Home Ownership Lesson #12

I am no Suzy Homemaker.

I do not enjoy housekeeping. I know people who love it. I have enjoyed having had roommates who love to clean. I have friends who enjoy the satisfaction that comes with completing a task or enjoying the break it provides from their normal routine. These things do not appeal to me.

I am neither good at cleaning nor do I wish to make time to do it (I work at work, I don’t want to work at home – I want to read and watch more episodes of The West Wings on Netflix). When I mop it seems that there is always something left lingering on the floor. My “clean” house never seems to look as good as other people’s “clean” house. I clean because I must. I clean to maintain a reasonably healthy home and to prevent dog hair, laundry and gluten-free crumbs from swallowing my house. Or, guests are coming over. Guilt is an effective cleaning motivator.

I am very grateful for my dishwasher.

I am very grateful for my dishwasher.

People have asked me why I don’t just hire someone to take care of it. Why? Because I am a walking contradiction. I hate to clean, but I am ashamed to hire someone because my house is so small. It seems spoiled of me to have someone else come clean my 1600 square feet that I live in with only a dog, especially since I really only use about half the house. So, I cleaned.

Recently, much to my delight, a friend was looking for some side work cleaning. This was perfect – I wasn’t so much trying to pawn off my work on my little house, I was helping a friend! No shame in that, right? I quickly let her know I’d welcome the help. Everyone wins.

Then, after the deal was done, I started thinking. Actually, obsessing might be a better word. In order for her to clean she would have to come into my house. Usually visits are preceded by me dusting, vacuuming, and clearing all the flat surfaces of laundry. The situation begged the question: should I clean the house before she comes? Of course, I would pick up the dirty clothes off the floor, put away the laundry hanging out on the dryer, and clear the door handles of bras and jackets. But should I really clean before she comes?

I surveyed the house. It needed dusting. The floor needed a sweep. The mirror in the bathroom was dotted with toothpaste splatter. The windows had not been touched since I bought the place. I reasoned that these are the very things she is coming to clean. This is normal. Then, I thought of the microwave. Ahh, the microwave.

I do not buy paper towels (I prefer using cloth rags). Also, I do not own one of those little domes to cover food in the microwave. Now take a moment to think about what the condition of the inside of the microwave might be when you use it for months, without covering food up, or cleaning it. My mother is cringing with embarrassment right now. I hope my Brother-in-Law is sitting down. It was not good.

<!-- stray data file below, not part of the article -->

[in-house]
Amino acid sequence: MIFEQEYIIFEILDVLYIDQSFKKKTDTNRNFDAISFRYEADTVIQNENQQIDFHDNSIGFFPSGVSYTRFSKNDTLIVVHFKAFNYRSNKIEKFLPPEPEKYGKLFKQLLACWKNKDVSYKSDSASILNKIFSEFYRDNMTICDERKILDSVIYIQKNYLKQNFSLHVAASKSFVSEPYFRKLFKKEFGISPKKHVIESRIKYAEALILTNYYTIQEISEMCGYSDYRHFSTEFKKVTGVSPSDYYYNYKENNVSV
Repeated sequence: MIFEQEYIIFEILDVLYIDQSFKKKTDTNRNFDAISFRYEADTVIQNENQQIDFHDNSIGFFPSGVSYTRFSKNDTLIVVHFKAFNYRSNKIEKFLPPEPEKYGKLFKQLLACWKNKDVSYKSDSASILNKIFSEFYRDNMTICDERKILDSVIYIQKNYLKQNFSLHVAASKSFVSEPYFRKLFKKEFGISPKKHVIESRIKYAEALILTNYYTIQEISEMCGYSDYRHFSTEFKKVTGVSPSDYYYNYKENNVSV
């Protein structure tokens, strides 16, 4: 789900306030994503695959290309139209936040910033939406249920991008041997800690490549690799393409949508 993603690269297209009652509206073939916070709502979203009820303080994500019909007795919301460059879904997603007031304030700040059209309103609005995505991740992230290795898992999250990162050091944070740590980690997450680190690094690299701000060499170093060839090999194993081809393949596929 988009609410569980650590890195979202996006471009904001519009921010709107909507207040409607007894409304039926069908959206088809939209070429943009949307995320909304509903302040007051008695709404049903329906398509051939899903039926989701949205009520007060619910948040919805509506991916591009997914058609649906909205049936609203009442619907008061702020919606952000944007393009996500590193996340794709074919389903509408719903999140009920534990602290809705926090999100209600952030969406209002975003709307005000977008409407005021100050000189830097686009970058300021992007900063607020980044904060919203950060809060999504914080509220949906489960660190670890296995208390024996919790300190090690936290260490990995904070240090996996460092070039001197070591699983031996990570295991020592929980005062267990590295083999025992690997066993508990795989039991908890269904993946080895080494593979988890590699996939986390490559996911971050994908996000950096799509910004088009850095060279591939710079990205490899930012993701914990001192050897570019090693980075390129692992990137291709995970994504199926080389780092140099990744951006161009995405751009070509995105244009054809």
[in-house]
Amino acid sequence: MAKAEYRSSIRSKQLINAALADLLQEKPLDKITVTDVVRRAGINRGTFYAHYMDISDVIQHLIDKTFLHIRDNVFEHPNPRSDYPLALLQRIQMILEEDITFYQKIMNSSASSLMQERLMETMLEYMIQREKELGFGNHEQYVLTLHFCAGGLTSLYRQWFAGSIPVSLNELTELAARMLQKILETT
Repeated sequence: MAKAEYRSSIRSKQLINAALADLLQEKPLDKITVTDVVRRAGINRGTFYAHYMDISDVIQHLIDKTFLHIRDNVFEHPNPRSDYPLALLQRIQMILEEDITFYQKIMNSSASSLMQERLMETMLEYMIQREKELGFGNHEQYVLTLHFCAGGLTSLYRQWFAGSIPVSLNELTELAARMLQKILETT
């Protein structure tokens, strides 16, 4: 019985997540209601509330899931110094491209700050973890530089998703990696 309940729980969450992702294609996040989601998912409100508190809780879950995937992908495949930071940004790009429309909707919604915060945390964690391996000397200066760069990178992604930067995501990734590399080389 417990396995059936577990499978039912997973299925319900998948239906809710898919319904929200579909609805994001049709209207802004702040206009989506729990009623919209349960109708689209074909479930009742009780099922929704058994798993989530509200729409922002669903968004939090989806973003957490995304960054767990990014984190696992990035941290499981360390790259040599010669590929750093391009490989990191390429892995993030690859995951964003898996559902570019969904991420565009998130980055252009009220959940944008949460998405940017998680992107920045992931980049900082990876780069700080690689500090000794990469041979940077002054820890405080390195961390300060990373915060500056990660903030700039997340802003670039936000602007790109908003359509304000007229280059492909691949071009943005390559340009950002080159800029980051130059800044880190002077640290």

It took me two days to decide whether or not to clean the microwave. In the end, I decided that I would prefer to endure the shame of someone seeing the inside of it rather than cleaning it myself. Telling, huh? I just hoped that my friend would pray for me rather than judge my housekeeping skills (or lack thereof).

The cleaning day came and went. I arrived home super late that day and was welcomed by the smell of cleanliness (lemon scent with a touch of Clorox, very nice). It was wonderful. The house looked great, including the microwave. I checked it first since I needed to know if she knew.

In a note to my friend later thanking her for the help I apologized for the state of the microwave. Yes, I was fishing to see how awful she thinks I am now. I am just a wee bit of a people pleaser. I am sure you could not tell. To my apology she responded “I actually said ‘woah’ out loud when I opened the microwave!” I thought for a moment of asking how hard it was to clean but I decided to spare myself more self-induced humiliation. I had kind of hoped she would say it was not so bad; clearly, where the microwave is concerned I do not live in reality. It was bad and I knew it. But, I am very happy that it is clean now and that I did not have to do it. I think my cleaning age is around 17.

The lesson? Until I can make it to a box store to buy one of those dome things I am using a paper plate to protect my microwave from my dinner. Promise!

If you are no Suzy Homemaker it is best to just get help.

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3 thoughts on “Home Ownership Lesson #12

  1. I wish we could afford someone to come in and clean. Of course we live in a place less than half the size of yours so it’s even more embarrassing that it gets as messy as it does. We don’t live in filth of course… but I will admit I sometimes invite people over JUST so I’ll be forced to deep clean things. Cleaning sucks.

  2. I only have to clean my little Brooklyn apartment—and really only the common kitchen and living room and my own bedroom—and I still can’t seem to be bothered. I’m 23 but my cleaning age is probably ~17, too.

    Glad I discovered your blog and this post in particular. Good to know I’m not alone! 🙂

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